Go for a drive. On the other side of town, Angle at the Ritz-Carlton turns the tables on tradition and amazes us with witty and delectable style. It is the chef ’s artistic and creative talent that sends out caviar tacos nestled in a floral laced square of grass. If you love surprises and really well balanced dishes with superb flavour, drive out to Angle.
Brunch at The Breakers. Steak is still the star of America’s food chain, and is given the royal treatment at the casual 2nd floor Flagler Steakhouse at The Breakers. There are no surprises, and what we want is what we get: The finest USDA prime-grade porterhouse steak and roast potatoes. Sunday Brunch at the magnificent The Circle, crowned by an elegant hand-painted ceiling, offers a buffet dining experience of extreme generosity and delectability. This is the food that made America great.
The Palm Beach Polo and Country Club is well entrenched in the Palm Beach landscape. The season runs from January 8 to April 22 and it is as exciting a game as hockey is to Canadians. Sunday Brunches and Polo give the girls an op.portunity to dress to the nines with their beau.tiful wide brimmed hats and afternoon dresses. The buffet is superb, and the champagne flows like, well, champagne. This is a must-do Palm Beach afternoon.
The Flagler Museum is housed in the 55-room Beaux Arts estate known as Whitehall, built by Henry Flagler, a founder of Standard Oil. 1 Whitehall Way
Norton Museum of Art and Cafe 1451 South Olive Ave. W.
The Worth Avenue Historic Walking Tour is not to be missed. It begins at 11:00 a.m. on Via Amore (formerly the Gucci Courtyard) on specific days. You will be fortunate indeed if this tour happens during your stay in Palm Beach. Hosted by Rick Rose, a second genera.tion South Floridian. www.worth-avenue.com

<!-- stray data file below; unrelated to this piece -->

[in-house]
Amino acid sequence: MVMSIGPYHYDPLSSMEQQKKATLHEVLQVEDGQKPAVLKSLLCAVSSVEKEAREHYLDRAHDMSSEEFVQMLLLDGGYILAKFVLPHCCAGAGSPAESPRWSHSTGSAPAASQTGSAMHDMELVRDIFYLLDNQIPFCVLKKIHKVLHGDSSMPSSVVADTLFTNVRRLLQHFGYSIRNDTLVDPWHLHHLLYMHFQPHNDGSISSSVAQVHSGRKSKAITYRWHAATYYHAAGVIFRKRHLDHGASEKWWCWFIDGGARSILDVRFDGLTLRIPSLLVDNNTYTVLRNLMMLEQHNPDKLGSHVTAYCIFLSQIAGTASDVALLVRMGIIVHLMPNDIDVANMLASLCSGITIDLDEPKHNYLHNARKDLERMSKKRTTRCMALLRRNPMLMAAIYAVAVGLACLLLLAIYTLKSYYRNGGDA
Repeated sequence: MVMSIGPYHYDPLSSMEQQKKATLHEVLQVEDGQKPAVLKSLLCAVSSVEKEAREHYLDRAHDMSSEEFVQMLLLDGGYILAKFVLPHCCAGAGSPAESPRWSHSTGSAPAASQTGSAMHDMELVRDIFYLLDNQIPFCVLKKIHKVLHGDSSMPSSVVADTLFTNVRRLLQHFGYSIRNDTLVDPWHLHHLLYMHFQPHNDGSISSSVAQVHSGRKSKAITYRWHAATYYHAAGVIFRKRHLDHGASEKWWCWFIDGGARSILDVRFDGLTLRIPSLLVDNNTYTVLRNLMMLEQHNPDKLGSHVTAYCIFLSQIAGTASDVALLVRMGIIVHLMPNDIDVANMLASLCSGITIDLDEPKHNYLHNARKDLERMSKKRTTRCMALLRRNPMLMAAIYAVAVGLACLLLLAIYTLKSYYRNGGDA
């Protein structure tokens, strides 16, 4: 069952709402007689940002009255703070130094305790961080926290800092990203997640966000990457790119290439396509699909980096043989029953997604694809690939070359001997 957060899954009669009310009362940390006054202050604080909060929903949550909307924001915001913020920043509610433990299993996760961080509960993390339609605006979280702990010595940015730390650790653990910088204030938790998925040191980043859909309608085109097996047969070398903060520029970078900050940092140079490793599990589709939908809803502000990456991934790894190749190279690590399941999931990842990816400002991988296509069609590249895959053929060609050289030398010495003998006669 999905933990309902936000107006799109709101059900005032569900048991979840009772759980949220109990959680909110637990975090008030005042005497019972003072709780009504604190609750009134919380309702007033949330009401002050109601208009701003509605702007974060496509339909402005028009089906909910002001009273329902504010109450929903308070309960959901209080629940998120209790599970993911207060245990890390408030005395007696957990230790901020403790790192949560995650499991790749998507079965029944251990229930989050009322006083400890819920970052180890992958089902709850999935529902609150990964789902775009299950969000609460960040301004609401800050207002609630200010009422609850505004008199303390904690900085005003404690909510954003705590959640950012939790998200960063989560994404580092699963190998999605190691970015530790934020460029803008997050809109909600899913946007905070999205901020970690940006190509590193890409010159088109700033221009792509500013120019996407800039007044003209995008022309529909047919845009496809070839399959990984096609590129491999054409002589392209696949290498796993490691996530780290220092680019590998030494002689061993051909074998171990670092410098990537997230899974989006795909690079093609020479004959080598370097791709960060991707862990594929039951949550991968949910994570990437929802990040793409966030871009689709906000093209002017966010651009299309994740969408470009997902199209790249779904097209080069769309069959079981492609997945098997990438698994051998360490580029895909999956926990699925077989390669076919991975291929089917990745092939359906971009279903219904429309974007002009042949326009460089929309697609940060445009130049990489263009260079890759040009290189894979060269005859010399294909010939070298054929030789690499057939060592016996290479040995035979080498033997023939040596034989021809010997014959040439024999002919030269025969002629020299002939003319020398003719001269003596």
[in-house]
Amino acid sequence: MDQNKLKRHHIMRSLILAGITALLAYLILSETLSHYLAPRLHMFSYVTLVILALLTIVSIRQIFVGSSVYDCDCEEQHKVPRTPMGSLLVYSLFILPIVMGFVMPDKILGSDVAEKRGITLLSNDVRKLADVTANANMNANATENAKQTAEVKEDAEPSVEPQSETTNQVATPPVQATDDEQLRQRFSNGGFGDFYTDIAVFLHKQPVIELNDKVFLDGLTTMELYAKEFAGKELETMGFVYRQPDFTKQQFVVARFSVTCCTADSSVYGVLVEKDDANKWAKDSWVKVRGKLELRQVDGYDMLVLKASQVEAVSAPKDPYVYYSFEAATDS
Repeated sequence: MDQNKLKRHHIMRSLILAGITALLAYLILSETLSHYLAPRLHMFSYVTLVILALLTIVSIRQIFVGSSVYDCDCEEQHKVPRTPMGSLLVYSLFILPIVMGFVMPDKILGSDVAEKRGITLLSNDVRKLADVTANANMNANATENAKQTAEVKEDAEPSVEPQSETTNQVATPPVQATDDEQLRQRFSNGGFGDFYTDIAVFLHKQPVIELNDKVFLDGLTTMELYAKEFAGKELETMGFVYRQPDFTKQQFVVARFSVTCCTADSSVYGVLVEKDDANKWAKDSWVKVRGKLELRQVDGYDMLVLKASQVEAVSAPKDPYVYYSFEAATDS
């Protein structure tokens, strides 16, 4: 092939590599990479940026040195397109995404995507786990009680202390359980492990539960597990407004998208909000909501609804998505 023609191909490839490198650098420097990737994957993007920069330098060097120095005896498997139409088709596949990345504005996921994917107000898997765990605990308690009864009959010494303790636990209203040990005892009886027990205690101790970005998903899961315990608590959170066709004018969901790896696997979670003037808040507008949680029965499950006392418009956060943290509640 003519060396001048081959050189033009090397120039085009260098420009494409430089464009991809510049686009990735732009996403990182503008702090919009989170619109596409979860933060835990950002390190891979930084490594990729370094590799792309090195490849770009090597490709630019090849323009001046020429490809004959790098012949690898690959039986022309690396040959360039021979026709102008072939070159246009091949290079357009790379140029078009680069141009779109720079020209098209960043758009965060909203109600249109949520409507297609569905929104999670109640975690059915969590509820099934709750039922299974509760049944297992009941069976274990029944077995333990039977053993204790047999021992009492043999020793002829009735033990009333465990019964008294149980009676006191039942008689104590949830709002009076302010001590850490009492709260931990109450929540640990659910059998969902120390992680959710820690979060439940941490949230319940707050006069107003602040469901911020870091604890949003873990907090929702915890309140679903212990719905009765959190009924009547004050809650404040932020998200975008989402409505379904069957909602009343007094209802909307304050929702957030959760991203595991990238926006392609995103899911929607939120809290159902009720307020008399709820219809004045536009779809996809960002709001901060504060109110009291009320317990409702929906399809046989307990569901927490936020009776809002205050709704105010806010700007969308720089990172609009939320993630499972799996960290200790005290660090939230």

The windows of the shops on Worth Avenue have displays that wink and gleam and seduce. “Trade in your Diamond Studs for a Larger Pair,” says a sign on one jewellery boutique’s window. The big surprise here is the friendliness and desire to please of the sales staff in these high-end stores. Spanish influenced little “Vias” that meander off of Worth Avenue are where you will find the most interesting boutiques and artisan studios. But the real bargains are to be found elsewhere, and you might be surprised who is shopping next to you.
The Breakers, 1 South Country Rd. This vast property is right on the beach and has swimming pools, golf and tennis, restaurants, boutiques with exquisite merchandise and a spa. No need to leave this resort at all—it is a self-contained paradise.
Brazilian Court Hotel, 301 Australian Ave. We come upon this unique low-rise hotel on a quiet street in a lush neighbourhood. A series of hotel rooms and residence units surrounded by beautifully landscaped courtyards, it is an.chored by Café Boulud and a most popular lounge and bar. It has the feel not of a hotel, but of a discreet private club complete with friendly personal service.
Rick Rose has co-owned and managed Grand.view Gardens Bed and Breakfast and Vacation Homes since 2004, which is located in the Grandview Heights Historic District of West Palm Beach. If you plan to visit Palm Beach, investigate this first.
Sara Waxman is an award-winning restaurant critic, best-selling cookbook author, food and travel journalist and has eaten her way through much of the free world for four decades, while writing about it in books, newspapers and magazines. She is the Publisher/Editor in Chief of DINE and Destinations magazine.